Highlights: • Exec Dir, JM Kaplan Fund (2000-present). Programs in environment, historic preservation, immigration: US, Mexico, Cuba, worldwide. • Exec Dir, Intl Physicians for Prevention Nuclear War. 1985 Nobel Peace Prize. • Founder/editor, LibertyTree.org, GothamGazette.org, WeLoveTheIraqiInformationMinister.org. • Freelance writer, editor, graphic designer. Harvard College, Harvard Law School. Peace Corps. Teacher. Exec Dir: Planned Parenthood California; Bay State Charitable Trust; New Alchemy Inst; Five Colleges; Citizens Union. Prog Dir, Nathan Cummings Foundation. Articles on land use, architecture, defense, fiscal policy, medicine, sports.

So, not much evidence of the scientific expertise that is being claimed of this team. Yet there are a number of agendas at the table. And some well-funded agendas, at that.

51 Responses to A Deep Sea Mystery

  • Kudos to you. I tried a while back to see who was behind IPSO and found the institution to be more opaque than most institutions. That they have enviro groups with agendas is disappointing but sadly, not surprising.

  • IPSO’s scientific director is Alex Rogers, Professor of Conservation Biology at Oxford University. According to his web page at Oxford University’s Dept of Zoology, he has also worked for Greenpeace and WWF, and in addition, currently holds a position with GLOBE International.
    http://www.zoo.ox.ac.uk/staff/academics/rogers_ad.htm

  • Thanks Alex.

    Doesn’t it just look like an attempt to wrap political environmental ideas in an impressive and neutral-sounding acronym, give it some institutional respectability, and associate it with plausible scientists.

    Let’s call it ‘performance science’.

  • They are a registered UK company, HQ in someone’s home in Surry, I believe. It’s on their web site, somewhere I managed to come across it. Also, http://www.companiesintheuk.co.uk/ltd/international-programme-on-the-state-of-the-ocean offers it’s public accounts for 5.99 (remember it is a public company). I tried to get a copy but that web site is very slow and I timed out.

    They also have the same PR company as the usual suspects: communicationsinc.co.uk/clients.cfm

  • Performace Science … I like it. A combination of Performance Art and Agitprop and Pseudo-Science.

  • Sorry, I meant Sussex

    9 SAVILL ROAD
    LINDFIELD
    HAYWARDS HEATH
    SUSSEX
    RH16 2NY

  • “expert panel of scientists”

    “expert panel”

    “scientists”

    Ben, you’ve shown that none of Black’s characterizations has any basis in fact. Does he respond to challenges to his pieces?

  • You talk of the labourites’ problems: what about the three independants? I cannot imagine a vote for more taxation is a winning strategy for someone with no party money behind them. I advocate targeting the Indies. I am astonished that the Indies continue to support Juliar. How much money are they receiving for this support, for there is no other explanation as they are supporting their own political death.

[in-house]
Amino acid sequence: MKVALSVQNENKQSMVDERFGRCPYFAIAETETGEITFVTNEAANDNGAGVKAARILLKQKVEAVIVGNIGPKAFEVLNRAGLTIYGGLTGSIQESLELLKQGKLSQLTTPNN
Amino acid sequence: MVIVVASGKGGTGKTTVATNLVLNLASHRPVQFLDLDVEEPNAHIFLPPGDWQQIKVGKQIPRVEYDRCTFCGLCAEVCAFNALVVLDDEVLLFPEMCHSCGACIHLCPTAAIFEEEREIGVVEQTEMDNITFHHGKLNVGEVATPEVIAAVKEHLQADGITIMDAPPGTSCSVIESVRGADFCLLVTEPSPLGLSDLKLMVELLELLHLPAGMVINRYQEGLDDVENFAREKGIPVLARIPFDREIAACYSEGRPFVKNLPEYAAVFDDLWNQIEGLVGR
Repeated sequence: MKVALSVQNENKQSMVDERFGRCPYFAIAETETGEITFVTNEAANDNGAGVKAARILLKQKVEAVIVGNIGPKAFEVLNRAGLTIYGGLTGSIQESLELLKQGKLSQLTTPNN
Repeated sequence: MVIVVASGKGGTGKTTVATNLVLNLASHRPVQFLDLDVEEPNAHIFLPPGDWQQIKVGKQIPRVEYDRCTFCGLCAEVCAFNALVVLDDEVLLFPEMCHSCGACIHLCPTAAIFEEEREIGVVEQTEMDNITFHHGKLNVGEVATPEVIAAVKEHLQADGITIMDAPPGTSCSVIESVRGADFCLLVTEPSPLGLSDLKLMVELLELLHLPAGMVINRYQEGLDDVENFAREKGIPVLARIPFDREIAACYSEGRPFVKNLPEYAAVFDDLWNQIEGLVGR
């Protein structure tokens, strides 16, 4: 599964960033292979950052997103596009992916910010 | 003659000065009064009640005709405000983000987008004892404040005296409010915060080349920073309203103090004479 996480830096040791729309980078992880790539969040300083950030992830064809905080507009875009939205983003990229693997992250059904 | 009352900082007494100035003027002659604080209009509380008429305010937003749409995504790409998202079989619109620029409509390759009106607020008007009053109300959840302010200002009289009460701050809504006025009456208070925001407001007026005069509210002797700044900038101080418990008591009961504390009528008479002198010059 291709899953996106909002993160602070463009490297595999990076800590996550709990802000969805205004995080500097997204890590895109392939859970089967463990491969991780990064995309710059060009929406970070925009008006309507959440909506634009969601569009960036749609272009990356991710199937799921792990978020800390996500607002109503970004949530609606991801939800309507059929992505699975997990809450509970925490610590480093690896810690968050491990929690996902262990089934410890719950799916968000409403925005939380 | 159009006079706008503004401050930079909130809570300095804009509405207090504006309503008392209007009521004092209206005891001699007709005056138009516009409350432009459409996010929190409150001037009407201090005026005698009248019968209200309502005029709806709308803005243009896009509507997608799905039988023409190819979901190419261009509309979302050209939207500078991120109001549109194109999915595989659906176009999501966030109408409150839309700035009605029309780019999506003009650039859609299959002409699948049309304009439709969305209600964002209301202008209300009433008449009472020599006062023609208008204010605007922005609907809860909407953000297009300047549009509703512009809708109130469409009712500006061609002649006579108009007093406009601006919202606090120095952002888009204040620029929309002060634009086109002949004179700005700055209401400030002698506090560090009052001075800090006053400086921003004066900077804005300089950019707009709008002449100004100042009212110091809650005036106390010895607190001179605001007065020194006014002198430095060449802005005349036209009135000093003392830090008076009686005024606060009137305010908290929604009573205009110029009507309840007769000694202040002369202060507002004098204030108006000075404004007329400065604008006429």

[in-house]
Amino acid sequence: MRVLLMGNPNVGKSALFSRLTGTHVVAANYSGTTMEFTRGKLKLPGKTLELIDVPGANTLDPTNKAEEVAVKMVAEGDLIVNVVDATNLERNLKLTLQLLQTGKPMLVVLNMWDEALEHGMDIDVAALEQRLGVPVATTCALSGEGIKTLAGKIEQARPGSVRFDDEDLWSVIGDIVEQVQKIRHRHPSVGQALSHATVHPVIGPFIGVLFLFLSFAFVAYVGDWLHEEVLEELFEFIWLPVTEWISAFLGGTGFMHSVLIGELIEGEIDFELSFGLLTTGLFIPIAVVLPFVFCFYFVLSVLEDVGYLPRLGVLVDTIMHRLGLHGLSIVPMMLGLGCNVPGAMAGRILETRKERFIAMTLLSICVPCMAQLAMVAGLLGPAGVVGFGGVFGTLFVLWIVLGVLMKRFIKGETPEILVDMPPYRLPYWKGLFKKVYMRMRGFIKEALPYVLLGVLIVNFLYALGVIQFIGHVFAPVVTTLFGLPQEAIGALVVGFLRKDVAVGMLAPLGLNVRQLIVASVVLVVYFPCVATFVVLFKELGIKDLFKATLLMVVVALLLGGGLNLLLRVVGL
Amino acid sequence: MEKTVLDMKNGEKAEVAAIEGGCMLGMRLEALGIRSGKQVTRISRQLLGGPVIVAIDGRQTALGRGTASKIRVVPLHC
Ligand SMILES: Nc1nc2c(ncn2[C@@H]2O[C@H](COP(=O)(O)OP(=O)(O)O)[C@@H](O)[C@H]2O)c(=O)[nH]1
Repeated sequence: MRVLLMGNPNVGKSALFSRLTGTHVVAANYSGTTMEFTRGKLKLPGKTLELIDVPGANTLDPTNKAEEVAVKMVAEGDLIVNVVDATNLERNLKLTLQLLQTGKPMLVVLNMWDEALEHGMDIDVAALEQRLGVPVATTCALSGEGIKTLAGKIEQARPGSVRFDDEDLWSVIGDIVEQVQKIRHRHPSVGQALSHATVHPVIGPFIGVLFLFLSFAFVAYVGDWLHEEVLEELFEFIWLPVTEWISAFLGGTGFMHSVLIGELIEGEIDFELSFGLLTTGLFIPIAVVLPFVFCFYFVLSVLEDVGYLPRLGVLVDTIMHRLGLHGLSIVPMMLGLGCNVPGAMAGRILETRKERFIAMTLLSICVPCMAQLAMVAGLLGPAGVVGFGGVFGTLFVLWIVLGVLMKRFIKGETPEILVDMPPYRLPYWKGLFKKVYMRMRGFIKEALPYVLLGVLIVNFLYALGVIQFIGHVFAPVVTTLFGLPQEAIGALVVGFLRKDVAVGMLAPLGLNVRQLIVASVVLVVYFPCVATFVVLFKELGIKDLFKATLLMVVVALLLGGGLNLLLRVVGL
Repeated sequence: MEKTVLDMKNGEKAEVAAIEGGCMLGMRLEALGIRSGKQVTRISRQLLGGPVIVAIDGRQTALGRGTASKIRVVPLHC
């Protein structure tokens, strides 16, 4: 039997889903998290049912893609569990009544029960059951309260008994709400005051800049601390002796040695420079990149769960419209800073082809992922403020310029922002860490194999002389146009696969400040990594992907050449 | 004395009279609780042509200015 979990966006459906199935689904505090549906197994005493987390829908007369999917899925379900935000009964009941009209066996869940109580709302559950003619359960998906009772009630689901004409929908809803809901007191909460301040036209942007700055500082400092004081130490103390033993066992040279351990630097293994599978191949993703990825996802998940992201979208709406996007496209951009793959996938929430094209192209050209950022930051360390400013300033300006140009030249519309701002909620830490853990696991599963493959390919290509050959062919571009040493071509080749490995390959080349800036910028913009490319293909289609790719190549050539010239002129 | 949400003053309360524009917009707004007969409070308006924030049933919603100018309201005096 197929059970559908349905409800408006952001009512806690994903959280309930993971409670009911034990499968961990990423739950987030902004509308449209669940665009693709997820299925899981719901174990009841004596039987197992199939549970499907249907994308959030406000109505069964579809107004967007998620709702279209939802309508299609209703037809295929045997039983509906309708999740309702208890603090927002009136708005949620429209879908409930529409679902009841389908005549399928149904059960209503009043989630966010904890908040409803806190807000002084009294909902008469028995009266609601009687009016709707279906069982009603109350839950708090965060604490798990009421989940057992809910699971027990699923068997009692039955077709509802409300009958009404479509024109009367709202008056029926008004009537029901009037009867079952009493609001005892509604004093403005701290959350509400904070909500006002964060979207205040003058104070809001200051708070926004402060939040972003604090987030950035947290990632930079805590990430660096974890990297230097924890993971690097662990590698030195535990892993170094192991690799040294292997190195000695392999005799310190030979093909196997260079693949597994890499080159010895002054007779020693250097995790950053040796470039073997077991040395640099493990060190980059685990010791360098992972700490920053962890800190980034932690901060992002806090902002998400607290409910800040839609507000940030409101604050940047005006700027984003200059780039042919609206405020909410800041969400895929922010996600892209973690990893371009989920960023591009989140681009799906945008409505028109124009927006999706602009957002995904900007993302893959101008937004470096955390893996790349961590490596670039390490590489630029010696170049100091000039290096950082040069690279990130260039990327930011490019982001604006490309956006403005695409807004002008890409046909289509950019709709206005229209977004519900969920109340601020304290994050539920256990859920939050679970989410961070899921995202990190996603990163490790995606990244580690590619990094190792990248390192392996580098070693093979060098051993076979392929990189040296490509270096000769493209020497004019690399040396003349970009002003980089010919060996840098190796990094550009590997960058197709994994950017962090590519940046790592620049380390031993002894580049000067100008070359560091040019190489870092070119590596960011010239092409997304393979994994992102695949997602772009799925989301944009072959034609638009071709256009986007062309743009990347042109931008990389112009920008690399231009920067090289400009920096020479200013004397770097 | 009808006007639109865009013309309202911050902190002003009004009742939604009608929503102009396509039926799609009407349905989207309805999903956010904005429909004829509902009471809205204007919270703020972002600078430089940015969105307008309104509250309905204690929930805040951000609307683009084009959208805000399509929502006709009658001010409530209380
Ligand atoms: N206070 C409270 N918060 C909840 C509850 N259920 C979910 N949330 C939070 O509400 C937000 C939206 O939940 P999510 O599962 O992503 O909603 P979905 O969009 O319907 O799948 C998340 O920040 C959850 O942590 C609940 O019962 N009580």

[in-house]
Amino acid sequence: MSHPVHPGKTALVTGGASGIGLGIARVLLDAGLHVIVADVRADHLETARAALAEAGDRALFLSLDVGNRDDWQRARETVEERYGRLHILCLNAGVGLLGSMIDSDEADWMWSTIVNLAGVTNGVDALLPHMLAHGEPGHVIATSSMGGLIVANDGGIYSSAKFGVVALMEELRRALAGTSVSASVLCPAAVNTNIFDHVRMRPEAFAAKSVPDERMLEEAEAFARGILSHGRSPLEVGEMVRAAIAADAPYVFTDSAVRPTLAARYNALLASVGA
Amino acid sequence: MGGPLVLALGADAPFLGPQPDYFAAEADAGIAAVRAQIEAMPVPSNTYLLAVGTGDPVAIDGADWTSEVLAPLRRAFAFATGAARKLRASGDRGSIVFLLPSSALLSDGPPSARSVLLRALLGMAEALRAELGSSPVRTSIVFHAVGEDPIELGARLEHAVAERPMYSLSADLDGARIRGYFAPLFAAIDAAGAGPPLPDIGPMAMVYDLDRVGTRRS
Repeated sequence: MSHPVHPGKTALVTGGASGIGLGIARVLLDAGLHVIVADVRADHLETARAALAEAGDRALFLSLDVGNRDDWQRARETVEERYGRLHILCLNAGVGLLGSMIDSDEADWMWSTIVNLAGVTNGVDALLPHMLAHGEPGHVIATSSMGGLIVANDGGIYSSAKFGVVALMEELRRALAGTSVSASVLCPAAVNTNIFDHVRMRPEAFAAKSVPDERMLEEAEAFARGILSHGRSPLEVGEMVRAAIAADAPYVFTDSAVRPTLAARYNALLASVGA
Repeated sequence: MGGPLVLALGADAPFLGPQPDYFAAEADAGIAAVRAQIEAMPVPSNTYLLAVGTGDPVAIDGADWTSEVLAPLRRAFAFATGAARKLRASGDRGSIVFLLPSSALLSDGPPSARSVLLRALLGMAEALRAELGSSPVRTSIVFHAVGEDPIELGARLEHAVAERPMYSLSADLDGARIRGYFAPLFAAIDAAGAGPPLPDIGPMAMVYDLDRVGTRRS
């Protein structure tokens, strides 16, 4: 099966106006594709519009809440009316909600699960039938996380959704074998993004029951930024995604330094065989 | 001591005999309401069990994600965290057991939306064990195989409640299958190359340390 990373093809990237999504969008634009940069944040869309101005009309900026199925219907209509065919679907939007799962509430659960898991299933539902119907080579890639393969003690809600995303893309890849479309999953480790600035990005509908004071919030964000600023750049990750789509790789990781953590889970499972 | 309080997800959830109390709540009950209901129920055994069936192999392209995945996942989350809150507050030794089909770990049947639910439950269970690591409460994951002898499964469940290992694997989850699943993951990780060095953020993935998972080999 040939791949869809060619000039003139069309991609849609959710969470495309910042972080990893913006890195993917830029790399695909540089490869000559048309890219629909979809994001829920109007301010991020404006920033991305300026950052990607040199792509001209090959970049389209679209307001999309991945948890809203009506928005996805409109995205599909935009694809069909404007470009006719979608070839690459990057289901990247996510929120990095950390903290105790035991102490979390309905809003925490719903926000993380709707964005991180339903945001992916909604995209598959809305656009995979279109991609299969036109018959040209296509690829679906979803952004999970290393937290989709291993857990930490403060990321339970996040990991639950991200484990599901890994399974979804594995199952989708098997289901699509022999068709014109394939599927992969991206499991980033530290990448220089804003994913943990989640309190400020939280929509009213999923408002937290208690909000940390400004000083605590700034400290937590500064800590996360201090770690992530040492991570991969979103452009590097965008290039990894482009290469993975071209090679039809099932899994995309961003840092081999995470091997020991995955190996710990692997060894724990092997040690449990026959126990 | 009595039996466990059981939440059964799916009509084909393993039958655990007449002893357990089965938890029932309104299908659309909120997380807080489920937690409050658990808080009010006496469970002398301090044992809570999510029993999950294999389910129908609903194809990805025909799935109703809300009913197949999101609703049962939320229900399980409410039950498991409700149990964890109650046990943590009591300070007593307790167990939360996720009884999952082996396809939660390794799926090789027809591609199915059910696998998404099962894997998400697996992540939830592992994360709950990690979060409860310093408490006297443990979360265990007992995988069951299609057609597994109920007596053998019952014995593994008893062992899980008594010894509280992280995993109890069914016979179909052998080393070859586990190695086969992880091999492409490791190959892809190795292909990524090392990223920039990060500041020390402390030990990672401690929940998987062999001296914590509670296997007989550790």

• One can only wonder if there is any alarmist claim so shallow, so biased, so devoid of any credibility, or so obviously at odds with observations, that the MSM won’t swallow it whole and regurgitate it as indisputable scientific truth to show its worse than we thought.

    Congratulations on finding yet another example. Keep those coffin nails coming!

  • You should also note that the only other person identified on the IPSO team was the former head of media for Greenpeace – she is doing a good job as Richard’s innocent little article has been re-Tweeted and shared in their network over 14.000 times in four hours. See http://risk-monger.blogactiv.eu/2011/06/20/ipso-%E2%80%93-facto-%E2%80%93-the-decline-of-the-bbc%E2%80%99s-media-integrity/.

  • “I don’t believe a word of it.” Which just makes you an idiot.

    Now that you have publicly announced your idiocy, why don’t you do some REAL research yourself, instead of spouting off about things you obviously know nothing about?

    I really, really wonder about all you anti-science, anti-evidence, anti-fact people. What in hell are you going to do when reality finally slaps you upside your thick heads?

    Maybe YOU won’t starve, but others will. Or maybe YOU won’t see your fishing decline, but others will (and are). Maybe YOU won’t experience climate change effects first hand, sitting on your butts in your air conditioned offices, but others will (and are).

    I’m basically SICK TO DEATH of morons and fools who think that they can outguess the world’s leading experts, using nothing more then their (unqualified) opinions as their ‘evidence’ (or straw arguments).

    You people are IDIOTS. Truly STUPID beyond belief. The science data is there and it has been analyzed and reanalyzed again and again by the world’s leading experts and STILL you don’t accept any of it as fact.

    Which must makes you quite simply, STUPID.

    Willfully stupid in fact, which makes you dangerous. You’re all guilty of helping the decline, believe it or not, because a lot of other people will accept your unqualified opinions and agree with you.

    Now we’ve got tons more STUPID PEOPLE DOING STUPID THINGS like continuing to contribute to the decline, with overfishing, dumping pollutants, increasing their own greenhouse gas contribution and overall just ‘going about their business with nary a care in the world’.

    I hope you FOOLS LIKE JELLYFISH BURGERS.

    GO READ SOME REAL SCIENCE WEBSITES to read about the ocean’s declines. And if you won’t do that, but prefer to hide in your ignorant cubby holes with your pampered lifestyles, then you are all guilty of biocide through deliberate IGNORANCE AND DENIAL.